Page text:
Since no country or health system can provide every possible health service to everyone who might benefit, the prioritisation of a defined subset of services for universal availability is intrinsic to universal health coverage (UHC). Creating a package of priority services for UHC, however, does not in itself benefit a population—packages have impact only through implementation. There are inherent tensions between the way services are formulated to facilitate criteria-driven prioritisation and the formulations that facilitate implementation, and service delivery considerations are rarely well incorporated into package development. Countries face substantial challenges bridging from a list of services in a package to the elements needed to get services to people. The failure to incorporate delivery considerations already at the prioritisation and design stage can result in packages that undermine the goals that countries have for service delivery. Based on a range of country experiences, we discuss specific choices about package structure and content and summarise some ideas on how to build more implementable packages of services for UHC, arguing that well-designed packages can support countries to bridge effectively from intent to implementation.
- Public Health
- Health economics
- Health services research
- Health systems
Data availability statement
No data are available.
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Essential packages of health services (EPHS) only have impact when implemented, yet in many countries there is still a large implementation gap. Critical translational work is needed to move from criteria-driven formulations to packages designed to support implementation.
This study identifies key strategic choices that countries can make in package design to facilitate successful delivery of the health services included in an EPHS. Package design elements that support service delivery include use of a rationalised architecture of interventions with consistent granularity, entries expressed as services rather than diseases, specification of local delivery platforms and assignment of services to platforms and visualising linkage to burden of disease.
This article demonstrates how service delivery considerations can be integrated into package development and how package documents can be structured and formulated to make them context specific and implementable. WHO has a range of tools to support these country efforts.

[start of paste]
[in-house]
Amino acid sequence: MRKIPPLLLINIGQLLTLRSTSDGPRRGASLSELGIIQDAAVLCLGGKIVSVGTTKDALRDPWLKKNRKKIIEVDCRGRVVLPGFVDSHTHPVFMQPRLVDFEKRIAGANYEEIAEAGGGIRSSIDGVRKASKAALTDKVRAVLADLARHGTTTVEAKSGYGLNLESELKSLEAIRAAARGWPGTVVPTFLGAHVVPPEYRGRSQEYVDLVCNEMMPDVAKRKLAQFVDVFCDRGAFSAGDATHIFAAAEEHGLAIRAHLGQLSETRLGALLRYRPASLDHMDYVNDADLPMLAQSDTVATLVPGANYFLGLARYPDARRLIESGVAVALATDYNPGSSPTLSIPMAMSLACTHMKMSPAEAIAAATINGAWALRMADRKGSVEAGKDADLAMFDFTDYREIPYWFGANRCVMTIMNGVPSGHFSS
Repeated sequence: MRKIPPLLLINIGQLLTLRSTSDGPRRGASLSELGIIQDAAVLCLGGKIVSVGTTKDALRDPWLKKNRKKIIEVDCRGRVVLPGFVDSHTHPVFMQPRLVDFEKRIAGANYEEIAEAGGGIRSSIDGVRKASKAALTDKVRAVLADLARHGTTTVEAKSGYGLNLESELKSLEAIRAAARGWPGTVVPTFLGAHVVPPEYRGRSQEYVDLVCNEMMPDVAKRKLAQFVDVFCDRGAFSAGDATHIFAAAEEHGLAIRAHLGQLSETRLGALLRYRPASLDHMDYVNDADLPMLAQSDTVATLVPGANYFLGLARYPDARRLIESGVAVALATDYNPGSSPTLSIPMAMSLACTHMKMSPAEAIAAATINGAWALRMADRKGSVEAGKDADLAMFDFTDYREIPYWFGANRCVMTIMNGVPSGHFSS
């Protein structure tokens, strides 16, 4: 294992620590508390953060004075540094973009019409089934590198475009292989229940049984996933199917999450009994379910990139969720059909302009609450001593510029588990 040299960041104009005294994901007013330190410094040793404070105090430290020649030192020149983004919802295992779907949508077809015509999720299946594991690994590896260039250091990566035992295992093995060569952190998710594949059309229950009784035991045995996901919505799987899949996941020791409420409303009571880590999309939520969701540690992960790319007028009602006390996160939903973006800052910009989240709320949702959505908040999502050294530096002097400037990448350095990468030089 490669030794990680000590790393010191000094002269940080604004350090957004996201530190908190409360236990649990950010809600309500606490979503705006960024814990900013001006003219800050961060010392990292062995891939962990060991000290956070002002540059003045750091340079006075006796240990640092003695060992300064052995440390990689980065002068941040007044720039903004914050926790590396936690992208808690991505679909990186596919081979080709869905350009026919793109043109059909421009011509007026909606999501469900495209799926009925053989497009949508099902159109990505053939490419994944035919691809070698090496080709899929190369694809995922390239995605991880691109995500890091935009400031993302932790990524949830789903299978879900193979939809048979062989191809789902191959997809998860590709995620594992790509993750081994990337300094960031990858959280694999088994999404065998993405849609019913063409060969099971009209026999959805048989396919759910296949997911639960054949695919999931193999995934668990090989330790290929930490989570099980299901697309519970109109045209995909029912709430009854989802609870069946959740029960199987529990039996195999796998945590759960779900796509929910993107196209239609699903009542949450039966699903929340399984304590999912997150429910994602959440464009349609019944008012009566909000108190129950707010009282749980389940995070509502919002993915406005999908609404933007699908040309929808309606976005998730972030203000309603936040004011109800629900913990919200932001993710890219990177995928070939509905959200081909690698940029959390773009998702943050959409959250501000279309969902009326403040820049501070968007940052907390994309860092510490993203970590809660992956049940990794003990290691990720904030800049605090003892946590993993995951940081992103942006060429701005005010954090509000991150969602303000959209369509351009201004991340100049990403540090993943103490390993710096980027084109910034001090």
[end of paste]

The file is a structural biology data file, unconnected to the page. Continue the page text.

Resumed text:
The central tenet of universal health coverage (UHC) is that all people should have the high-quality care they need without suffering financial hardship.1 Since no country or health system can provide every possible health service to everyone who might benefit, the idea of prioritising a defined subset of services for universal availability is intrinsic to UHC. Strongly, though not inevitably, linked to the UHC agenda is the idea that this prioritisation process should be executed according to certain principles. The WHO recommends that prioritisation be based on explicit criteria and that it should incorporate consideration of service delivery realities.2 Given limited individual resources in most contexts, the UHC requirement for financial protection usually carries with it an implication that public funds will be preferentially directed towards these prioritised services (see Soucat et al in this series),3 and in some contexts, the explicit goal is to make these services free at the point of care. In general, population access to services intended for UHC may be protected through a variety of government assurance mechanisms, including but not limited to direct financing or direct provision for some groups, mandatory contribution and prepayment schemes and regulatory structures that constrain what public and private entities pay for or deliver. There are, of course, many other kinds of health service packages and subpackages, designed for a range of uses. Here, we focus exclusively on packages of priority services intended for UHC (in this series, referred to as an essential package of health services (EPHS)). The component services of an EPHS are sometimes also referred to more generically as interventions, and they span a wide scope of healthcare activities that depend in turn on specific health system inputs, such as health workforce, medications, devices, protocols and other resources.